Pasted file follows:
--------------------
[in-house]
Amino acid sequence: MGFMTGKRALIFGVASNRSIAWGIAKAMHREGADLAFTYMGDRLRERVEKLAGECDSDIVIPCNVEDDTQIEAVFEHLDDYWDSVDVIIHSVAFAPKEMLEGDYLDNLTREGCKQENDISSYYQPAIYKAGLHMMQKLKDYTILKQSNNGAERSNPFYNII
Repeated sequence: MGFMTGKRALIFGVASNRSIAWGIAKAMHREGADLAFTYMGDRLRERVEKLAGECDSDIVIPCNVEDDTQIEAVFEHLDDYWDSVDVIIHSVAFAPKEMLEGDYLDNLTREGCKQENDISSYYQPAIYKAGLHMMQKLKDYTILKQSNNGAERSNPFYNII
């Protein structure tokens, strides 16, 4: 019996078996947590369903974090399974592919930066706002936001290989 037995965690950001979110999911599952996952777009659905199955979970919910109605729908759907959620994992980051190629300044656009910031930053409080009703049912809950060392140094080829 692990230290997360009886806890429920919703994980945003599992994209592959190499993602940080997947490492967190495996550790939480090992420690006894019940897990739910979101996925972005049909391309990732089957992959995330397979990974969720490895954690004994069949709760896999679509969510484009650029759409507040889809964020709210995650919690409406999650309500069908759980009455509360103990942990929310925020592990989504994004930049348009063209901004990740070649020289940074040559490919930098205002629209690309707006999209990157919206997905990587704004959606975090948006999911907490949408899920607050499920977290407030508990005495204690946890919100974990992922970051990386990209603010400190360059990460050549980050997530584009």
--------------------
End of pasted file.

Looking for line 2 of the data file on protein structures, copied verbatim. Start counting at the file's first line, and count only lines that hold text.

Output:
Amino acid sequence: MGFMTGKRALIFGVASNRSIAWGIAKAMHREGADLAFTYMGDRLRERVEKLAGECDSDIVIPCNVEDDTQIEAVFEHLDDYWDSVDVIIHSVAFAPKEMLEGDYLDNLTREGCKQENDISSYYQPAIYKAGLHMMQKLKDYTILKQSNNGAERSNPFYNII